Diebert says Dixon and Seymour ensured his rise from obscurity

Diebert says Dixon and Seymour ensured his rise from obscurity
Diebert says Dixon and Seymour ensured his rise from obscurity

By Duane Ranger | Wednesday, 23 September 2020

 One of Queensland’s best reinsmen puts his rapid rise in the sport down to two of the State’s most powerful harness racing duo.

Tamborine reinsman, Paul Diebert, said his boss, Grant Dixon, and his mentor, Kevin Seymour, had ensured the 2019 and 2020 seasons were a couple of years of his life that he would never forget.

“I’d never driven a Group One winner before and I’d never won 100 races in a season. Obviously without Grant and Trista (Dixon) I’d never be where I am today.

“Grant is not only someone I look up to for what his family have achieved in our sport, but he has also gone out of his way to give me drives.

“And I know Mr Seymour has suggested a few things to him about me. For example, it was Mr Seymour that insisted I drive Ohoka Punter in the Sunshine Sprint in July last year,” Diebert told Egmont Park Stud.

“To be fair I wasn’t sure if I was even going to stay in the game when my claim finished. I was a bit lost, and had it not been for Grant and Mr Seymour, who knows where I would be now,” the New South Wales native said. Paul Diebert wondered if he would ever get more than one drive per meeting.

“To be fair I was struggling, and was starting to wonder where my next drive was going to come from. It’s been a big turnaround. The last couple of weekends I’ve had my first two full book of Saturday night drives at Albion Park. This week I’ve got eight (out of nine).

“Returning to Grant and Trista Dixon’s stable late last year has certainly lifted my profile. Winning my first Group One in that Sunshine Sprint has also helped. I just can’t thank the trainers and owners enough – especially Grant and Trista. They have done so much for me. I’m driving five for them on Saturday,” Diebert said.

Seymour has always had time for the promising 25-year-old.

“It was a fantastic drive and I honestly believe Paul is one of the most underrated drivers going around in Queensland. Kay and I are so proud of him,” Seymour said the night of Ohoka Punter's victory in the Group One.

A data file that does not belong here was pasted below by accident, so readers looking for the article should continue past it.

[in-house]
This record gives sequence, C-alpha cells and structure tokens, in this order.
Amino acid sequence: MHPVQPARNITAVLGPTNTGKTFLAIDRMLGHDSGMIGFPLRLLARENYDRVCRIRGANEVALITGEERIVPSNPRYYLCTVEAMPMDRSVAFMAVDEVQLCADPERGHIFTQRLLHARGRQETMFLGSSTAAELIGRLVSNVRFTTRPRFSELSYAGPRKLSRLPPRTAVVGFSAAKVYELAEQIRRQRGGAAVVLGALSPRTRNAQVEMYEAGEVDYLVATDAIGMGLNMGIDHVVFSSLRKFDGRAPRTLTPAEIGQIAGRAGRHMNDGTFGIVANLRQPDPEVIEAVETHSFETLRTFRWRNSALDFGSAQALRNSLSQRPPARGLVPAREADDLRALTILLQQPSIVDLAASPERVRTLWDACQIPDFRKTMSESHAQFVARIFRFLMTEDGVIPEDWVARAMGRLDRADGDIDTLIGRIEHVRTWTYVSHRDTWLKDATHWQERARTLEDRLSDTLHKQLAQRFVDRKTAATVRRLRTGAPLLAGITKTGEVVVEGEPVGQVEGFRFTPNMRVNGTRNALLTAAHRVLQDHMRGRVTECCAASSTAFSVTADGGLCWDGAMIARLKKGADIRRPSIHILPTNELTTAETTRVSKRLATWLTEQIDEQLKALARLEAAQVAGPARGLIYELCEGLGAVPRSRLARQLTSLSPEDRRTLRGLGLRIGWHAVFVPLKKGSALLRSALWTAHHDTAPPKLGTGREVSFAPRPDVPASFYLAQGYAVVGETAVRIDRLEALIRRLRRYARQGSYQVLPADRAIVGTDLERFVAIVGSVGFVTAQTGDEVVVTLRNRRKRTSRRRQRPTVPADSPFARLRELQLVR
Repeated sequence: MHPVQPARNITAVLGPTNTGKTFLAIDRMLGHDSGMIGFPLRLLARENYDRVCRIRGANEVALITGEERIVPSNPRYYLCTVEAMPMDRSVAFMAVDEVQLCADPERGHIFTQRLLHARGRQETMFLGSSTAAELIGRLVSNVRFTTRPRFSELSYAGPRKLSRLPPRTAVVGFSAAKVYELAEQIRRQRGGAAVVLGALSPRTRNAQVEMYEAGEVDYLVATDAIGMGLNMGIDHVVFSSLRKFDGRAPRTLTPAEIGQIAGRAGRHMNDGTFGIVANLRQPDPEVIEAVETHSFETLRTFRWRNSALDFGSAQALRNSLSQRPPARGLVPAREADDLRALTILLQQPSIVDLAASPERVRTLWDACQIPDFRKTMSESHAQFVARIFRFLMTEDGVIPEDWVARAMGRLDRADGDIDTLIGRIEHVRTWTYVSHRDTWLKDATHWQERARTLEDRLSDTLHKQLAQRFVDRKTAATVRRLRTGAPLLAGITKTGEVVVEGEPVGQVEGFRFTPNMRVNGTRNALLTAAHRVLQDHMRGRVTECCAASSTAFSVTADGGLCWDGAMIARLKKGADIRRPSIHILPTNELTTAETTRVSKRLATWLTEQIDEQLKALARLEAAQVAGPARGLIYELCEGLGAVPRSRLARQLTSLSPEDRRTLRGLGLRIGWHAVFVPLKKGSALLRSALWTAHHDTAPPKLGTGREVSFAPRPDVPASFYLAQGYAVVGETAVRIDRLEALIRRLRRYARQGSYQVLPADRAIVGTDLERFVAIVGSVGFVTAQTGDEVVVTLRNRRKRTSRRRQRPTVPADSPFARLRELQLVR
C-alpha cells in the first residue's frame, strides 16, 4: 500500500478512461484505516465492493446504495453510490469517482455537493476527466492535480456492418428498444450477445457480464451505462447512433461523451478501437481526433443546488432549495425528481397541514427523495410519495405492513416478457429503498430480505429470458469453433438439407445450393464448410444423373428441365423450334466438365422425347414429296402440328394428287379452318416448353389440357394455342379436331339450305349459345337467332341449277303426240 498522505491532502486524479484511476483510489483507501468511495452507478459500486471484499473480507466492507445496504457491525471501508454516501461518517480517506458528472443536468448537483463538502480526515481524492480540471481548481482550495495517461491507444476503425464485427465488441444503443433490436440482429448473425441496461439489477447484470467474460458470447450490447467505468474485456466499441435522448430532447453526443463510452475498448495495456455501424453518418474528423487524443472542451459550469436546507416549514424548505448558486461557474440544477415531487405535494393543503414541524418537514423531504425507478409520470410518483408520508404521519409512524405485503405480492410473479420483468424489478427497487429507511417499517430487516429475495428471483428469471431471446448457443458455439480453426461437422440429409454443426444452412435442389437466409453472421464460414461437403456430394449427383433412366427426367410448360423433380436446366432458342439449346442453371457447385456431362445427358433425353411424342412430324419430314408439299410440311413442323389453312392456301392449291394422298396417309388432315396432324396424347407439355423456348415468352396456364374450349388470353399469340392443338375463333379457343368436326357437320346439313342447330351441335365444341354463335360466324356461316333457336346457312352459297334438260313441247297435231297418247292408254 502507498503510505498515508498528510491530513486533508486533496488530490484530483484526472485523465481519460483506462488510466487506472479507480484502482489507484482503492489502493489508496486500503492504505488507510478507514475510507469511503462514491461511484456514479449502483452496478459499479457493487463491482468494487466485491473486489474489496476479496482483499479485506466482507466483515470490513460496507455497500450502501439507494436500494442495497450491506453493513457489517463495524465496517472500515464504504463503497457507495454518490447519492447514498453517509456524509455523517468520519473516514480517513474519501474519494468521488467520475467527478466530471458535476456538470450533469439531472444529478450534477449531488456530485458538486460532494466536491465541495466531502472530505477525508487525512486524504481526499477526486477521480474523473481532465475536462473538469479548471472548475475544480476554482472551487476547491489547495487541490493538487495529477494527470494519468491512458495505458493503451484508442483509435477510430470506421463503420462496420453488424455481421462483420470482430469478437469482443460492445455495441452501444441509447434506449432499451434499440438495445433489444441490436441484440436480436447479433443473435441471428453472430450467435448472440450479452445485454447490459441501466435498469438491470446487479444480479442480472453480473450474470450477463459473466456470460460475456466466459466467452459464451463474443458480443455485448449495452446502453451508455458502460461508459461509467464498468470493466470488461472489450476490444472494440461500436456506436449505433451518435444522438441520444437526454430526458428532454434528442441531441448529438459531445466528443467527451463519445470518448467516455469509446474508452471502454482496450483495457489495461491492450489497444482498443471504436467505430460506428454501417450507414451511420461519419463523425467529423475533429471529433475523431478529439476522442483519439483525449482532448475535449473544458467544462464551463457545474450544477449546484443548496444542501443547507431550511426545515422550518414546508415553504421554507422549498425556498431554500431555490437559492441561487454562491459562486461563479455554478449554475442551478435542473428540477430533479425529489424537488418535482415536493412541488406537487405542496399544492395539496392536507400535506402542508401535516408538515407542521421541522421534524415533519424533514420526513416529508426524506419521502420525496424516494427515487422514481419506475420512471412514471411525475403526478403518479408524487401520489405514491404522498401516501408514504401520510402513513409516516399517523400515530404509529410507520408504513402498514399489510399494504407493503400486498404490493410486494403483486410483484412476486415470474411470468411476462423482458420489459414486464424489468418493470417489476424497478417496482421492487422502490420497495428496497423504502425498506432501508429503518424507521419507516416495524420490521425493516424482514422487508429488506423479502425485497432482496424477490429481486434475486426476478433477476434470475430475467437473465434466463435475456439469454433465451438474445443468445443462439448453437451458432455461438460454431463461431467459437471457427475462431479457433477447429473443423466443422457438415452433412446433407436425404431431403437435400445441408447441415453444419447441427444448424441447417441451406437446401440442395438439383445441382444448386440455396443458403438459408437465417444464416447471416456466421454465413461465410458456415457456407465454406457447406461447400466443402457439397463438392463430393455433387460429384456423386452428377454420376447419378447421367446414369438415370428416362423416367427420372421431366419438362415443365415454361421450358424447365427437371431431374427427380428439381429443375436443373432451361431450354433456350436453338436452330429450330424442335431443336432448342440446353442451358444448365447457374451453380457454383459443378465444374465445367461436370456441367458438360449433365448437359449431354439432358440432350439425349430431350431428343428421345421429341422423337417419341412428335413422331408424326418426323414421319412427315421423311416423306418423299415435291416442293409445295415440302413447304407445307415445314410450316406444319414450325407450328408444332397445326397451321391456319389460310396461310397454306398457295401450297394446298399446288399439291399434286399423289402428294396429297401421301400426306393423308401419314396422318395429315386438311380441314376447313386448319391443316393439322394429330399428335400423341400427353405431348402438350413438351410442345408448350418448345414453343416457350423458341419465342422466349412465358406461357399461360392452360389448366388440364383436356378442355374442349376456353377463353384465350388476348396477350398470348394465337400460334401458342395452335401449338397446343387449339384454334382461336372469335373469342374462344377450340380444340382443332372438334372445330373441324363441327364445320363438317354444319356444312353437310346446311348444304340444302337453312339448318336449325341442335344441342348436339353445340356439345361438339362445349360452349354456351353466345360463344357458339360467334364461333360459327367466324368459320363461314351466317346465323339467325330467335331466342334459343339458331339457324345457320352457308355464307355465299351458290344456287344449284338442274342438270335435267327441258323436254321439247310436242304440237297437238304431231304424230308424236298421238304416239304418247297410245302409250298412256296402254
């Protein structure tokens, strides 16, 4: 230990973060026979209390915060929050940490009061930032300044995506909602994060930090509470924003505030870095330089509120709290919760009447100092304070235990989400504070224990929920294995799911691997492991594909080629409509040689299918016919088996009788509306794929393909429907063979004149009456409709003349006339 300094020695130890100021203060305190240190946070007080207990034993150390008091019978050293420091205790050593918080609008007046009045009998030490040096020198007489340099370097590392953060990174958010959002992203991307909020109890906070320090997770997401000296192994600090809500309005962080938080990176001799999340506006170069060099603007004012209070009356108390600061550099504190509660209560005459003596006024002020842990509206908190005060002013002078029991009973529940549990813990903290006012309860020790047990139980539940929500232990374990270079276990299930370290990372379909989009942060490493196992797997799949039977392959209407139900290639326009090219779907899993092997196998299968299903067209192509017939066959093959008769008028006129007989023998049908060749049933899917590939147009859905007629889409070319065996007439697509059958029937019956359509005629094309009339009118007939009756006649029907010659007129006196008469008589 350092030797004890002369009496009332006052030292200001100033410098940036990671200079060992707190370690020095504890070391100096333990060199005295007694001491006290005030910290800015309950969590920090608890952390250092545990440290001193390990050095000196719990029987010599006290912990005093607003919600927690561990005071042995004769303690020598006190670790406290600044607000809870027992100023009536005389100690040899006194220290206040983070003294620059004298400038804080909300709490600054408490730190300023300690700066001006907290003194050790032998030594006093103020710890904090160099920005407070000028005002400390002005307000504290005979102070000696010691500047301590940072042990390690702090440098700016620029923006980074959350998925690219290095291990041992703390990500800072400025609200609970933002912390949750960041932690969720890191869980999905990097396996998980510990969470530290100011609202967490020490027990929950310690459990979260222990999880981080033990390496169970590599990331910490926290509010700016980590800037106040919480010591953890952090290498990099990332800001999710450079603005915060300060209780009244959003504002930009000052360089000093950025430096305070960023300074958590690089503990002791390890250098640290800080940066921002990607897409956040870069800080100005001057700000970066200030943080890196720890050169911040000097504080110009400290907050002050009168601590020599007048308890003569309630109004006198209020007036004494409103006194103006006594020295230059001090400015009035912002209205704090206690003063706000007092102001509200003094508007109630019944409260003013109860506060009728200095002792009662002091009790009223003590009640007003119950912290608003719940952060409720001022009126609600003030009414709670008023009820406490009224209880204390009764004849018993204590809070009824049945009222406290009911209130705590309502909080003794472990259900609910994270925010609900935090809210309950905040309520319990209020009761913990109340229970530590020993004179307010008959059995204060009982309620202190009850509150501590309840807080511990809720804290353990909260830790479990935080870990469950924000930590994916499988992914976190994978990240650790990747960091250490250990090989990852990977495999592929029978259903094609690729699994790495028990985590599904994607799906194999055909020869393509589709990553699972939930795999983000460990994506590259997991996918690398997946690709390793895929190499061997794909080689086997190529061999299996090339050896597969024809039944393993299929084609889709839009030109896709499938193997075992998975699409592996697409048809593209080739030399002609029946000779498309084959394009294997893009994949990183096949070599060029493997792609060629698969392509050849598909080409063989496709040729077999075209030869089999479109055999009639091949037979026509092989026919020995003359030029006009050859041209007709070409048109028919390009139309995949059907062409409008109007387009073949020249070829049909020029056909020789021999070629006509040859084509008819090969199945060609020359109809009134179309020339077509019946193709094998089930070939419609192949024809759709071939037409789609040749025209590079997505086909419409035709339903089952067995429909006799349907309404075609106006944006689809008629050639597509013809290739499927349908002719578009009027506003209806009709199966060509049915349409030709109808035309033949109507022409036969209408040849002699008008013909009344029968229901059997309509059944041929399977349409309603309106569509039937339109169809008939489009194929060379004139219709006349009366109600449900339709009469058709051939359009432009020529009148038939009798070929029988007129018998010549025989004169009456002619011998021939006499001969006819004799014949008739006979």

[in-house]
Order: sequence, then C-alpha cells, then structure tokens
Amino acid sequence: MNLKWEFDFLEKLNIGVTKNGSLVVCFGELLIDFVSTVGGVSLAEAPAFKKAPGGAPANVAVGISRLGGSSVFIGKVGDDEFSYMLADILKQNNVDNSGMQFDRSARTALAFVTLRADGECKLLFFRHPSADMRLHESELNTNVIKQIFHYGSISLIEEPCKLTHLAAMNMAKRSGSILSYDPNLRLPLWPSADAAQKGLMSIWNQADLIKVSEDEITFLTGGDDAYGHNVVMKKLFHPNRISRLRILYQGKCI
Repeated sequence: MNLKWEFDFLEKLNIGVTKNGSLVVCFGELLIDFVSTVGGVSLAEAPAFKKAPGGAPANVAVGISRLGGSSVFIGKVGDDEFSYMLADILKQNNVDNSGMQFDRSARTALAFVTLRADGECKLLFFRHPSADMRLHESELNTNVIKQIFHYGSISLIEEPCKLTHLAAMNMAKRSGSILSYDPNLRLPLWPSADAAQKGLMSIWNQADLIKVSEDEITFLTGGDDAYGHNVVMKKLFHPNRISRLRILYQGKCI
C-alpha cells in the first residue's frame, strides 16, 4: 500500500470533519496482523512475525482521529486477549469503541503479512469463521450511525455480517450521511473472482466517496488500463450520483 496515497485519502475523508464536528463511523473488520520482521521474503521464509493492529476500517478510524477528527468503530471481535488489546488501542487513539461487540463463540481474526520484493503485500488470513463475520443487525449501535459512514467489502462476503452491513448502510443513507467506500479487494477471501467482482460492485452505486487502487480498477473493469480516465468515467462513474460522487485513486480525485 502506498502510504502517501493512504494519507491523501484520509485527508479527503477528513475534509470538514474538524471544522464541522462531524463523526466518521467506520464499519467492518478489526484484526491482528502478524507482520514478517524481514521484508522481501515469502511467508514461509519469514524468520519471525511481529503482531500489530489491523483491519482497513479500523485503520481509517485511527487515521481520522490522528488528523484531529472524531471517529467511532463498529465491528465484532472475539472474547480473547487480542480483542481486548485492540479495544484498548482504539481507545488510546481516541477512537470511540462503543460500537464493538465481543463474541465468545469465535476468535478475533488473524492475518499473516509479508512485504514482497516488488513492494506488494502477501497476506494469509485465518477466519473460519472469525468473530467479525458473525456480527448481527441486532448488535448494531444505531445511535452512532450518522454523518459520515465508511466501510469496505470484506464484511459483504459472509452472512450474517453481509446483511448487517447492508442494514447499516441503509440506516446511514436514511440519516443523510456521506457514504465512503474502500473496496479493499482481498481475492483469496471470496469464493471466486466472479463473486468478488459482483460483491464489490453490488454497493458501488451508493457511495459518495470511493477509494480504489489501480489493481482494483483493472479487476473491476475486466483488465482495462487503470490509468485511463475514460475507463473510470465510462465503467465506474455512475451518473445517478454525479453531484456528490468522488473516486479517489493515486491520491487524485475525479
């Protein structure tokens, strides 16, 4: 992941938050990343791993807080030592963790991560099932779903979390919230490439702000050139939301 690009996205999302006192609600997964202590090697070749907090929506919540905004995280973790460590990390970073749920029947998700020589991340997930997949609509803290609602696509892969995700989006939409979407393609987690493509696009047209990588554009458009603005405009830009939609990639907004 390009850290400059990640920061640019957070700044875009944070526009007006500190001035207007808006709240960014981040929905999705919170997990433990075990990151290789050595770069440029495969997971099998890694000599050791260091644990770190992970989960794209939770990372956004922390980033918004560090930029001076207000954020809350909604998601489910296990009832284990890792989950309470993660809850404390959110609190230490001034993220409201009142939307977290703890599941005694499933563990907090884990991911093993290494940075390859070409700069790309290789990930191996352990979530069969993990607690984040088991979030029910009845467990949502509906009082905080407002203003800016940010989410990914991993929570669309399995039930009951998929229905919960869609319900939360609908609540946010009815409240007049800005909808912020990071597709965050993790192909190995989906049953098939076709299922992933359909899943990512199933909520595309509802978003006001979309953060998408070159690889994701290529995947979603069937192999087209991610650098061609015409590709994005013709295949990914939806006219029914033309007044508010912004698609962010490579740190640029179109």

"I've always liked talking to Paul because he listens and takes it all in. He only needed the drives to prove himself, and now that he's getting in the sulky more and more, the results are starting to show," Seymour said.

“He’s the future of racing here,” he added.

For that reason, Diebert said he had no intention of leaving his adopted State.

“I love it here. My driving has gone from strength to strength simply because I’m out there in the middle more. This is all I’ve wanted to do, and I’m kinda living the dream,” Diebert said.

As of this morning (Tuesday September 22) Diebert had reined 135 winners from 1,108 drives. He had also placed 267 times and banked $922,479.

He is placed fifth on the Queensland Driving Premiership behind Peter McMullen (205), Nathan Dawson (190), Grant Dixon (166) and Narissa McMullen (152).

“Banking $1 million in stakes is a goal for another season, but I couldn’t be happier the way 2019-2020 has gone. I was leading the premiership for a while and made a real good start to the season.

“I just hope I can keep kicking goals like this for many years to come,” Diebert said.

In 2018-2019, Diebert didn’t even finish in the Top 10, and the season prior he notched up 58 winners as a concession driver from his 579 drives.

But the Tamborine horseman hasn’t been gifted his new -found fame on a plate. He’s a tireless worker, and has been jogging standardbreds since he was 14. He was actually advised by his family to pursue another career.

Diebert said he was born into a harness racing family in the Riverina region of New South Wales. He said he got the bug from his grandfather and father (Norm Diebert Snr & Jnr).

“They never wanted me to get into harness racing, but like I said I got the bug when I was in my early teens and haven’t looked back. I’m proud to be a third- generation member of my family that has taken up harness racing for a living.

“I have worked for a few trainers since starting out in 2010 when I left school. I even left the industry and went to Thailand for a while. I’ve also worked for stables in New South Wales, Western Australia (2016-2017) and Queensland,” Diebert said.

“I’d worked for Grant previously and this time I’ve been back at his (Tamborine) stables since late 2018. He’s a real pleasure to work for. You can see why he’s Australia’s top trainer. Grant gives a lot of attention to detail,” he added.

“I think driving horses for the country’s top trainer has certainly lifted my profile a bit. Sometimes you can’t help but win when you get behind quality horse-flesh,” he added.

He said his boss always insisted that Diebert did his homework behind every drive.

“That’s how professional he is. Grant leaves nothing to chance,” said Diebert.

He said the highlight of 2019-2020 was notching up his 100th winner of the season behind the Alex Cane trained Kurahaupo Gambler at Albion Park on Anzac Day (April 25).

“That was a bit special because I’d never even got close to the 100 before. But in saying that every triumph is special because I love to win.

“It doesn’t matter if it’s at Marburg or a big city race, I’m not out there to look at the pylons. I’m competitive by nature and must win! Just ask Duane Ranger when I play him in table tennis,” he said.

Diebert's first winning drive came at Leeton on April 14, 2012 behind the Shaun Snudden trained Chrissy Styx.

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